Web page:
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How to Create a Spending Plan

At HTG, we discuss with our clients the importance of creating good saving habits – start early, save as much as you can, but leave room to have a little fun in your life.  A common question we receive is “Where do I start?”  Developing a spending plan is a great first step toward establishing good saving habits.

What is a spending plan?

In my day, we called it a budget.  I guess spending plan sounds more favorable.  In short, a spending plan (budget) is a plan for every dollar of income you make.  It must cover all your needs (rent, groceries, car payment), some of your wants (dining out, a vacation), but most importantly, savings for emergencies and the future (emergency fund, retirement plans).  An annual plan is ok, but I prefer breaking down my income and expenses monthly.  It’s more work, but I appreciate knowing how much I am spending each month and where my hard-earned income is being spent.  More importantly, a spending plan allows me to better understand how much I can save each month.  Or, in some cases, it points out where I’m overspending and need to cut back to allow me to save more.

How to start a spending plan?

I recently had the opportunity to work with one of my sons to help him develop his own spending plan as he has graduated, started a new job, and migrated off the “Donaldson Family Payroll”. We followed these few easy tips to get started.

  • Calculate your monthly income. If you receive a regular paycheck, start with the amount deposited into your checking account each month (i.e., your income after taxes and deductions).  If you have automatic deductions each pay period – 401(k), health savings plan, health insurance – be sure to add those back as savings in your spending plan to get a better picture of your true income and expenditures.  Don’t forget to include other forms of income (net of taxes) that might come from side jobs.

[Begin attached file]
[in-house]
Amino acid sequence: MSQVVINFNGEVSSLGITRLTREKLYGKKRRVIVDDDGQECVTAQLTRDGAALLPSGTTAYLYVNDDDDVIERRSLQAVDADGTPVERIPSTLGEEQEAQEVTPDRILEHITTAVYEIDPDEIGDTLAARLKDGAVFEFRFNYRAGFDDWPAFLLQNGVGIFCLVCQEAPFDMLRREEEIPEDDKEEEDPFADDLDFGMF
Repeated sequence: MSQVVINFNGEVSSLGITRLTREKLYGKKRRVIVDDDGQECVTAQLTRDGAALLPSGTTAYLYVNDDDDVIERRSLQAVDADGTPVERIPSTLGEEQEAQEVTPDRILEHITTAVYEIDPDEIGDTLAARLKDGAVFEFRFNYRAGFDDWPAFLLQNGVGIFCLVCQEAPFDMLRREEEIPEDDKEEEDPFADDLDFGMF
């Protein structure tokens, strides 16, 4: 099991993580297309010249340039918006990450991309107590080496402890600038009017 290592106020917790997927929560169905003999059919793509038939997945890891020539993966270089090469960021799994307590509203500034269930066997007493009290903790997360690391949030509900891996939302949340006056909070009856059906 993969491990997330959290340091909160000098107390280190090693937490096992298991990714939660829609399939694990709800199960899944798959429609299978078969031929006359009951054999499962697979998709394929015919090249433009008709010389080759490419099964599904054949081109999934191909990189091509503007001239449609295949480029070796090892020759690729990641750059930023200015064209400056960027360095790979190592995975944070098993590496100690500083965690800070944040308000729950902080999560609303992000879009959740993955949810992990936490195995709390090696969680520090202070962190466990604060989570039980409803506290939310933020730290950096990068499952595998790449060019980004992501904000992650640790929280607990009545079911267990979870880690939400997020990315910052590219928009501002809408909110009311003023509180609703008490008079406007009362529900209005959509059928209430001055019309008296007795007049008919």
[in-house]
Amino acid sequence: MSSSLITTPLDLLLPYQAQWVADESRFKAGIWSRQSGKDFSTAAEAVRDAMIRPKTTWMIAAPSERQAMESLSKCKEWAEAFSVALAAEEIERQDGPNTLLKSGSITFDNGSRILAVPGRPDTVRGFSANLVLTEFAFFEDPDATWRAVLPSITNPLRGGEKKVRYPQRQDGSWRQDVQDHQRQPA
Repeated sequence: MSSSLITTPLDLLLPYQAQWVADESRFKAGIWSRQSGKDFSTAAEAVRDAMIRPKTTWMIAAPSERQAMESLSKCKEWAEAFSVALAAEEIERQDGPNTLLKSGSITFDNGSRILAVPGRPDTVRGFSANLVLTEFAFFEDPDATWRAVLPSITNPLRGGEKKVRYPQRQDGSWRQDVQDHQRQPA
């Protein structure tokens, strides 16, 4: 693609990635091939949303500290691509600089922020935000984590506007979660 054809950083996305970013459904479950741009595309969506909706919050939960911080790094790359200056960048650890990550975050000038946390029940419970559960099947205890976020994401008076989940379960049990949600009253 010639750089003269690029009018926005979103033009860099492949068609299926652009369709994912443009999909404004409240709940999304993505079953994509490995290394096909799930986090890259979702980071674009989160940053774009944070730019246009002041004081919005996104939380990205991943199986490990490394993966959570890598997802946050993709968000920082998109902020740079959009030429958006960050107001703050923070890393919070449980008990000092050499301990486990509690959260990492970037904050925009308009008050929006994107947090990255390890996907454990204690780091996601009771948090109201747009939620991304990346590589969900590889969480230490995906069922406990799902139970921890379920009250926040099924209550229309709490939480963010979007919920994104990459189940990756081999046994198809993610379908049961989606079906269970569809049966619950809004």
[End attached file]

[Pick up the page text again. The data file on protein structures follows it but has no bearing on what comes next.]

• What are your monthly living expenses? Write down all your living expenses – rent, groceries, shopping (clothes), utilities – the more detailed, the better.  I have provided a list of living expenses here to help get you started.  If you do not know your monthly expenses, track them for a few months to provide a framework to use going forward.  Don’t forget to include any form of debt repayment as a living expense (i.e., student debt, credit card debt, car loan).
  • How much should you save? Hopefully, when you deduct your monthly expenses from your income, there is something left over.  That’s your starting point for how much to save.   Traditional savings options include emergency funds, 401(k) plans, IRAs, Roth IRAs, or health savings plans.  We recommend that you start with building an emergency fund – six months of living expenses is a good target.  As soon as possible, contribute to your company’s 401(k) plan as many firms still match some level of employee contribution.  Next, aim to pay down higher-interest loans, such as credit cards. If you have extra money to invest, a Roth IRA is an incredible savings tool.  2023 Roth IRA contribution limits are $6,500 for individuals under age 50 and $7,500 for individuals age 50 and older (subject to income levels).